IRIS+ demystifies a lot of the fear around engaging with impact. The guesswork of just getting started, like “how should we be thinking about impact? How do I create a mental map about it? Where do I start? Is there any evidence?” IRIS+ is a cheat sheet, almost, but it’s trusted, reliable, credible, vetted by thousands and thousands of experts. So I guess in a word: accessibility. There’s so many more ways that it can become more accessible, but like if I were to juxtapose it now versus 10 years it’s a way more accessible conversation.
ImpactAlpha: In the same vein, what are some of the limitations of IRIS+? As just one example, in December, Tom Adams of 60 Decibels took IRIS+ to task in ImpactAlpha for focusing on social and environmental outputs rather than outcomes.
McCarthy: I’m gonna frame it like this. I’m an eternal optimist. These are opportunities that we need to tackle. In the catalog, there are 17+ themes. These themes are incredibly helpful as an organizing construct. Many platforms out there are already taking them up. Pitchbook. Sustainalytics. They’re becoming normalized as ways to thematically orient investment portfolios.
The speed at which that stuff needs to get adopted is a limitation. If we want comprehensiveness and to expedite the process of all investors engaging with impact, having a pathway to entry across all themes is absolutely necessary. If I can’t find a comprehensive set of resources around climate and impact, and I have a portfolio that cuts across a bunch of environmental issues then I’m going to bounce.
That leads me to the second point. We can not get to benchmarks fast enough. Everybody and their Aunt are asking for them. To this point about greenwashing, the industry can say whatever it wants about how great X, Y and Z funds are performing, but against what bar? What’s the industry doing? What’s the benchmark against which we’re comparing ourselves? That is a huge frontier and a huge need and it’s a limitation.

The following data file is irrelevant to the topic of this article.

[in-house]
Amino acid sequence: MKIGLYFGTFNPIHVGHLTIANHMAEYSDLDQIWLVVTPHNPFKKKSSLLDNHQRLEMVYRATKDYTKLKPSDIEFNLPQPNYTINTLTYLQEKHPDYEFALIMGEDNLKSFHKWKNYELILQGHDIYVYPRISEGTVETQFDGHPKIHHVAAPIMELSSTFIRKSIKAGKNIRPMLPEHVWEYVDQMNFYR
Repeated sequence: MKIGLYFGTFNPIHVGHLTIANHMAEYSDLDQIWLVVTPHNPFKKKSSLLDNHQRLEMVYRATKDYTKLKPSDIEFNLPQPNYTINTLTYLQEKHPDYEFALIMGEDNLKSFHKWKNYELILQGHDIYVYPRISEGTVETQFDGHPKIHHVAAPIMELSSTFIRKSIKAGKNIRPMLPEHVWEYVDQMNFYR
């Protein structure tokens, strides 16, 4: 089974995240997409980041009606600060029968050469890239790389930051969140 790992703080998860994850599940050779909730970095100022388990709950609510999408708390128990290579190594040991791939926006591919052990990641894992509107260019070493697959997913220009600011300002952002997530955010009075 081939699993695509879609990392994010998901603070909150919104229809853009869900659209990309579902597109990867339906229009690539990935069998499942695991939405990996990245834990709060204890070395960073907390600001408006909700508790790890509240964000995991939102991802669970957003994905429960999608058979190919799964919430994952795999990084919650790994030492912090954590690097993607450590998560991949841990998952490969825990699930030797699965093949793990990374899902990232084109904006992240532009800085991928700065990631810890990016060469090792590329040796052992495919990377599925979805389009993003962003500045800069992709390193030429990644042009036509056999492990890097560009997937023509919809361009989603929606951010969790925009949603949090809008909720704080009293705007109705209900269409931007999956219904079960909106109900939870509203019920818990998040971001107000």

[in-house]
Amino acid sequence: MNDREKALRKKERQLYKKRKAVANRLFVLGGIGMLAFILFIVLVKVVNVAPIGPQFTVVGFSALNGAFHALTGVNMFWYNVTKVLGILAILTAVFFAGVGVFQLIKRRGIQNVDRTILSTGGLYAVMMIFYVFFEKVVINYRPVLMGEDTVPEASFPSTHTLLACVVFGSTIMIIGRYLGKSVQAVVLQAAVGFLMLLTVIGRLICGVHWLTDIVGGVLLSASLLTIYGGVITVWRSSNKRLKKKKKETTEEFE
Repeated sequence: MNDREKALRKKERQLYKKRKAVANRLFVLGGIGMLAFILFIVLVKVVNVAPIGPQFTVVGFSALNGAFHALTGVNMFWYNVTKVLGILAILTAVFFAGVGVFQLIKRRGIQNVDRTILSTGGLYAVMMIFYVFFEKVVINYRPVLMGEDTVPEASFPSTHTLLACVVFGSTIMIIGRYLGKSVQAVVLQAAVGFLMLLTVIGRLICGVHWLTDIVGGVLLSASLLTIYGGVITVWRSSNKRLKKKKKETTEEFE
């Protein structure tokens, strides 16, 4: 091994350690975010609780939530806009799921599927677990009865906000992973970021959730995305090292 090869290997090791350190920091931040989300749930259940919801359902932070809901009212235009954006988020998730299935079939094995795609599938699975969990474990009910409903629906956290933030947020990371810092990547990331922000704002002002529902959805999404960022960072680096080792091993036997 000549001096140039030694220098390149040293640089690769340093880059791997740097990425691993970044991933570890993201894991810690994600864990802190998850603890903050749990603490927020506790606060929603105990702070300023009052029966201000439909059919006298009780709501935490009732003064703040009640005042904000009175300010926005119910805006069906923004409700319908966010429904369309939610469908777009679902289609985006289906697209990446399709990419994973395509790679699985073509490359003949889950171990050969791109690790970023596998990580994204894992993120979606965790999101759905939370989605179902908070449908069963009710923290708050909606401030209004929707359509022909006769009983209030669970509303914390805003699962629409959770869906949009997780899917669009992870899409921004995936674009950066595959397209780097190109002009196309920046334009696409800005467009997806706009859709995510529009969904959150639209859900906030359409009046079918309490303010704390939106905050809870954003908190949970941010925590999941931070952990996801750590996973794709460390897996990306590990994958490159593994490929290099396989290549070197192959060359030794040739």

IRIS+ needs to cover off benchmarks across all those themes before it can be truly comprehensive. And I totally appreciate the point, I’m not dodging it, around outcomes. As the benchmarks become more comprehensive, we’ll start to see how each of those metrics and KPIs starts to show actual performance within the context of an outcome versus the individual data points.
ImpactAlpha: Stepping back, with the politicization of ESG, worker and climate policies out of Washington, the growth of the industry, where do you see opportunity going forward for impact investing as a field?
McCarthy: There are a whole bunch of conversations right now about ESG. Having good environmental management systems in place and managing risk to supply chains or workforce risk, and having good governance practices in place. This is good business. So I would say, let’s not get caught up in that. Instead, think about it as table stakes.
Where there’s a real opportunity is to talk about how we create value on top of that. That’s where this impact conversation comes in. If we’re thinking about it as value, I think that’s a really powerful concept. There’s value in creating a positive change. There’s value in addressing the Sustainable Development Goals. If we’re doing it very tactically, what does value creation look like in that environment?
That’s where we should put our effort. It’s less about what metrics, it’s less about what cool frameworks, and it’s more about, what value are we creating with each of these efforts and how can we create more of it?